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Eric Clapton: I Still Do [Slipcase]

Track List

>Alabama Woman Blues
>Can't Let You Do It
>I Will Be There
>Catch the Blues
>Cypress Grove
>Little Man, You've Had a Busy Day
>Stones in My Passway
>I Dreamed I Saw St. Augustine
>I'll Be Alright
>Somebody's Knockin'
>I'll Be Seeing You

Album Reviews:

Rolling Stone - 3.5 stars out of 5 -- "Robert Johnson's 'Stones In My Passway' goes to church with handclaps, squeezebox, and wicked slide..."

Album Notes

Personnel: Eric Clapton (vocals, guitars, tambourine); Simon Climie (acoustic guitar, electric guitar, keyboards); Andy Fairweather Low (acoustic guitar, electric guitar, background vocals); L'Angelo Mysterioso (acoustic guitar); Dirk Powell (mandolin, accordion, background vocals); Chris Stainton, Walt Richmond (keyboards); Dave Bronze (double bass, electric bass); Henry Spinetti (drums, percussion); Ethan Johns (percussion); Paul Carrack, Sharon White, Michelle John (background vocals).

Audio Mixer: Rowan Mclntosh.

Recording information: British Grove, London, UK.

Photographers: Catherine Roylance; Craig Stecyk; Simon Whitehead; Nick Roylance.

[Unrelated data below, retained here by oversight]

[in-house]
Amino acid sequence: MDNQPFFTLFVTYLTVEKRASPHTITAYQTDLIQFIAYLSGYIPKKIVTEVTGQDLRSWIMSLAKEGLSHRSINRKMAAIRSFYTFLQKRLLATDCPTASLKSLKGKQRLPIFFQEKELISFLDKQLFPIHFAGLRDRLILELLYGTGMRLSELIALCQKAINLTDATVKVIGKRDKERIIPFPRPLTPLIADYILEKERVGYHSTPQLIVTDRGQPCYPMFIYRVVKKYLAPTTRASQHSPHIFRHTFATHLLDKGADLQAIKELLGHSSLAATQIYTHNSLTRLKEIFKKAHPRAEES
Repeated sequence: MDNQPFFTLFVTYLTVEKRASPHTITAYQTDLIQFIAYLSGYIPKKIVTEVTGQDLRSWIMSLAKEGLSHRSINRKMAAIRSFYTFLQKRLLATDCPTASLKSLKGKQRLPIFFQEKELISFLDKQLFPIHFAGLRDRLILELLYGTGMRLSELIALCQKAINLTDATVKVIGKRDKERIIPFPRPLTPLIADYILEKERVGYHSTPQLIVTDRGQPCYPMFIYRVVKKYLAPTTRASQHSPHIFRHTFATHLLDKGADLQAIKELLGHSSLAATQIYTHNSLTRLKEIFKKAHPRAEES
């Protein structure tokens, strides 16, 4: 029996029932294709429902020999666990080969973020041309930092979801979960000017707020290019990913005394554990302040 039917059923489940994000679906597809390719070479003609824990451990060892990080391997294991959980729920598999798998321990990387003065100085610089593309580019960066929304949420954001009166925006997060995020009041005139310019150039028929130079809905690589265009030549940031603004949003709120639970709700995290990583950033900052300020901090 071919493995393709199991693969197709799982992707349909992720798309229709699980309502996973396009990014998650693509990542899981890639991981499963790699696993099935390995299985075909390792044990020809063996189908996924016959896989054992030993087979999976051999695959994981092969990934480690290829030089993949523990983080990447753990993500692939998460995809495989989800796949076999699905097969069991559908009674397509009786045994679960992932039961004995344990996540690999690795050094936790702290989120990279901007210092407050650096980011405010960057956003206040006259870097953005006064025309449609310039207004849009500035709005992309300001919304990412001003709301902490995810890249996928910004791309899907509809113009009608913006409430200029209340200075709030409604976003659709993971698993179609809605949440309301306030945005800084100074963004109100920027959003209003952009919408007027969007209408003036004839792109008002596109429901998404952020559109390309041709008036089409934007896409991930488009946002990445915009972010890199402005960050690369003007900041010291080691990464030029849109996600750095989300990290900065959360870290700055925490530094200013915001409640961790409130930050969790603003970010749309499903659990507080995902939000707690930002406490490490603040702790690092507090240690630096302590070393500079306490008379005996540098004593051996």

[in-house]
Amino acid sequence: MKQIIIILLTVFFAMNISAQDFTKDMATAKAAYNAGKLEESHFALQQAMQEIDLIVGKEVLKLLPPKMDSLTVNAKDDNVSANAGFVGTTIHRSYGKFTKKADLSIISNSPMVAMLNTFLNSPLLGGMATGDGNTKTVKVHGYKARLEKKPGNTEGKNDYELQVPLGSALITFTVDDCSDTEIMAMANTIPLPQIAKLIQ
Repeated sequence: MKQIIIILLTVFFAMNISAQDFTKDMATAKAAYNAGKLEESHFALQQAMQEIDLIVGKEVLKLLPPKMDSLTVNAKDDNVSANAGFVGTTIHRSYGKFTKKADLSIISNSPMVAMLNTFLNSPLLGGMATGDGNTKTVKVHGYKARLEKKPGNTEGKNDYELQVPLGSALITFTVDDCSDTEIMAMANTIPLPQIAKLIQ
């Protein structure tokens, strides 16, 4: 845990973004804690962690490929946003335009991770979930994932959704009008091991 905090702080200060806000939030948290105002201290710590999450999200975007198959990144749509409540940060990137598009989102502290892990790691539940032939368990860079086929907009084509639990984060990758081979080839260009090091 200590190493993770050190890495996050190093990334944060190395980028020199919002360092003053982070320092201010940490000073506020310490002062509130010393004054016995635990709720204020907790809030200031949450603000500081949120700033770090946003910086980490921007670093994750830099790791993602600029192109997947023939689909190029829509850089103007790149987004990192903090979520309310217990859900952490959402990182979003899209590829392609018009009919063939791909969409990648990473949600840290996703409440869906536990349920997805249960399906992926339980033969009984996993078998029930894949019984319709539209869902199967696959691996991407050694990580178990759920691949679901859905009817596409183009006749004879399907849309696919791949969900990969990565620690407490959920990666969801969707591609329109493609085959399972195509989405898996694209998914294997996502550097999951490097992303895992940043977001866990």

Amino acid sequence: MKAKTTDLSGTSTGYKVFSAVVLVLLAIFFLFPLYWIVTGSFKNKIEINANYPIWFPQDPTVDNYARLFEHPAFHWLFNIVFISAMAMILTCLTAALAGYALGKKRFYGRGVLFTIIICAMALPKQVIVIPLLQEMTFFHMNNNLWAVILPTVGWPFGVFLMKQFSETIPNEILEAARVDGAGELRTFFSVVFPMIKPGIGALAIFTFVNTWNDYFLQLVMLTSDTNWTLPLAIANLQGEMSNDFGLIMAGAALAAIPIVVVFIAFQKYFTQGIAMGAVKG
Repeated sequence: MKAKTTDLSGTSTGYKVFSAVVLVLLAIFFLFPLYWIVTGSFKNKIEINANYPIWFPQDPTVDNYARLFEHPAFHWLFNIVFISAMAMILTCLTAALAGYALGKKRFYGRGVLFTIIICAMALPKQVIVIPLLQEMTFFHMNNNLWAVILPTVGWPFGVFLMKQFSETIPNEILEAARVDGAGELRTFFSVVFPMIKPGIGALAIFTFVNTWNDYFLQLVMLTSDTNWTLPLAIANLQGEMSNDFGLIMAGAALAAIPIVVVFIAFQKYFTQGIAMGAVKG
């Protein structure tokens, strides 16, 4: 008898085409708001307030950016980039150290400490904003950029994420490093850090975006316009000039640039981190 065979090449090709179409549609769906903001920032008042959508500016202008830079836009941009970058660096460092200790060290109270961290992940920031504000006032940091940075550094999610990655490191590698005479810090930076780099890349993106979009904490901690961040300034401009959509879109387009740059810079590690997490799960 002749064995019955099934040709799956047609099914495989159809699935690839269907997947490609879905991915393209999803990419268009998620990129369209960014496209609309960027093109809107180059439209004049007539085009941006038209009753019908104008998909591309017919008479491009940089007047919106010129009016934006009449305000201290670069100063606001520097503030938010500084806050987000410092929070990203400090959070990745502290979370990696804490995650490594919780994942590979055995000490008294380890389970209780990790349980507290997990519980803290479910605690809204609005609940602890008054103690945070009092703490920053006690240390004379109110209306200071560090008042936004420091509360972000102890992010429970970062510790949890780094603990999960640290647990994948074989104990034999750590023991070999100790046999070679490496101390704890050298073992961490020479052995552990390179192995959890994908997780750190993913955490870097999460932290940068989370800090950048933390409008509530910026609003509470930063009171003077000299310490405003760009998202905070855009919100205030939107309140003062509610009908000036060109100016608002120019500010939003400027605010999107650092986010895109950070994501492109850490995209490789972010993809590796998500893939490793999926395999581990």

Reuniting with producer Glyn Johns, the steady hand who guided Slowhand back in 1977, doesn't provide Eric Clapton with much of a jolt for his 23rd studio album, but it does provide the veteran guitarist with no small degree of nicely weathered warmth. Such mellowed good vibes are the calling card of I Still Do, which otherwise proceeds along the same path Clapton's records follow in the 21st century: he blends covers of well-worn blues standards with a couple of J.J. Cale tunes, a few old pop standards, a Bob Dylan chestnut, and original songs that draw upon aspects of all of these. "Spiral" and "Catch the Blues," the two EC originals that anchor the middle of the album, are handsomely crafted tunes that complement the rest of the record; they don't draw attention to themselves but rather show how hard "Cypress Grove" swings and how "Alabama Woman Blues" crawls, and reveal the lightness of "I Dreamed I Saw St. Augustine" and "Little Man, You've Had a Busy Day." Although "I'll Be Seeing You" ends I Still Do on a bit of a wistful note, this album is neither melancholy nor some kind of summation. It is simply Clapton being Clapton, enjoying the company of his longtime band and songs he's loved, and here he's fortunate enough to be produced by Johns, whose expert touch gives this weight and color absent from the otherwise amiable Old Sock. That's enough to give I Still Do some resonance because Johns focuses not on the songs but the interplay: it's not a vibe record so much as it's an album about the interplay of old pros who still get a kick playing those same old changes years after they've become second nature. ~ Stephen Thomas Erlewine


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